NR: Midwinter Murders

In the event that anyone is interested, this was the last book I read in 2020, eked out over a few days of the post-Xmas holiday week and probably, though I can’t recall for certain nine months later, finished on Old Year’s Night (such timing has the sort of symmetry that appeals to me). Agatha Christie strikes me as one of those writers who is so quintessentially English that she seems to embody the spirit of the country (Wodehouse is another). I find the woman endlessly fascinating in a guilty pleasure sort of way, and have watched all of the Poirot TV series starring David Suchet and the silver screen iterations of the character, but where Miss Marple is concerned I am somewhat more easygoing in my devotion. Call me sexist if you must, but the part of me that finds a funny little man in dapper dress capable of solving crimes that baffle the police, baulks at the idea of an elderly lady from some bucolic backwater accomplishing the same feats of investigation. It’s a suspension of disbelief too far for me.

Despite the Christie-love being trumpeted here, I’ve only ever read the one book by her before now, Dead Man’s Folly in 1991, and I wasn’t so struck with it that gulping down the author’s entire oeuvre became a thing for me. Which brings us to the present day and Midwinter Murders, a collection of stories featuring several of Christie’s characters in their element. “Fireside Mysteries from the Queen of Crime” reads the subtitle for this volume, released just in time to pick up on the Christmas trade, and in her introduction “Christmas at Abney Hall”, Dame Agatha remembers the Christmases of her childhood, detailing them in words guaranteed to elicit a twinge or two of envy in the rest of us. Fortunately she didn’t let her love of the season put it out of bounds for murder.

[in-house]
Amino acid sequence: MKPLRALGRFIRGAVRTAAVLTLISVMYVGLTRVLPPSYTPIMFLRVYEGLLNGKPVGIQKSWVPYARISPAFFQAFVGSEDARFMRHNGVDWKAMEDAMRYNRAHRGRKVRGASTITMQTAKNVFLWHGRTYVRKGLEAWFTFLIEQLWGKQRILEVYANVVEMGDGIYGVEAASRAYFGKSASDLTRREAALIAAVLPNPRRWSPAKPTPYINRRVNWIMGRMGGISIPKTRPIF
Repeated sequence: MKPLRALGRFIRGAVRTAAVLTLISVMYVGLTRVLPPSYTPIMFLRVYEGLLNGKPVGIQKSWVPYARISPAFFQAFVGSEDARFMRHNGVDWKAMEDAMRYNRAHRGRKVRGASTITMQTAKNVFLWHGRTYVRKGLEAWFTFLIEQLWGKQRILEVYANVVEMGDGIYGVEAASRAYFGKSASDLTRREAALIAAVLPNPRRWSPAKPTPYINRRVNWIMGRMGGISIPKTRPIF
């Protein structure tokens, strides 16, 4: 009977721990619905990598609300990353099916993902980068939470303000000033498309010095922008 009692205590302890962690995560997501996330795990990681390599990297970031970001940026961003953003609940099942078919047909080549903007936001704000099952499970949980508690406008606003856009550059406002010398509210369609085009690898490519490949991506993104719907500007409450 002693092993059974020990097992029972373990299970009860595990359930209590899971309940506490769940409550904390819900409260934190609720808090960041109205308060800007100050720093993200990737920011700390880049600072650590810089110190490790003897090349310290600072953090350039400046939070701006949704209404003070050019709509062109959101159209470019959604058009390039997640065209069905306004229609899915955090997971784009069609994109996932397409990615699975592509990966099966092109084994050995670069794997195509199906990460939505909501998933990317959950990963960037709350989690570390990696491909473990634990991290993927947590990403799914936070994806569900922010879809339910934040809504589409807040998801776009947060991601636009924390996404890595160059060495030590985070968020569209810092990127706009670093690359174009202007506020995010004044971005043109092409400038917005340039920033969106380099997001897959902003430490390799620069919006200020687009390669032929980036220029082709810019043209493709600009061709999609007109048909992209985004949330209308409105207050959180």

Naturally enough, we open with Poirot relating to right hand man Hastings the details of a case he investigated while a Belgian policeman, the poisoning of a prominent man through means of “The Chocolate Box”, and Poirot uses the case to demonstrate his own fallibility. It’s an engaging and well written piece, with a wry touch of humour at the end. It’s Miss Marple’s turn in the chair, relating details of “A Christmas Tragedy”, how when staying at a Hydro she failed to prevent the murder of a doting wife by her husband, and the cunning way in which he established his innocence, the story eloquently and engagingly told, with an inventive plot, albeit one that slightly stretches credibility. A group of people marking the arrival of the New Year are interrupted by “The Coming of Mr Quin” and under his guidance proceed to unravel the mystery of a suicide that took place ten years previous, with pleasant results for one of the listeners, the story clever and obliquely told through the narration of Mr Satterthwaite. It’s an ingenious piece that recognises and plays on the element of drama inherent in any murder story, and in the person of Quin gives us an intriguingly different hero, one who seems almost omniscient, though one could make a case for his being an aspect of Satterthwaite’s personality (all Christie’s stories about the character also feature Satterthwaite).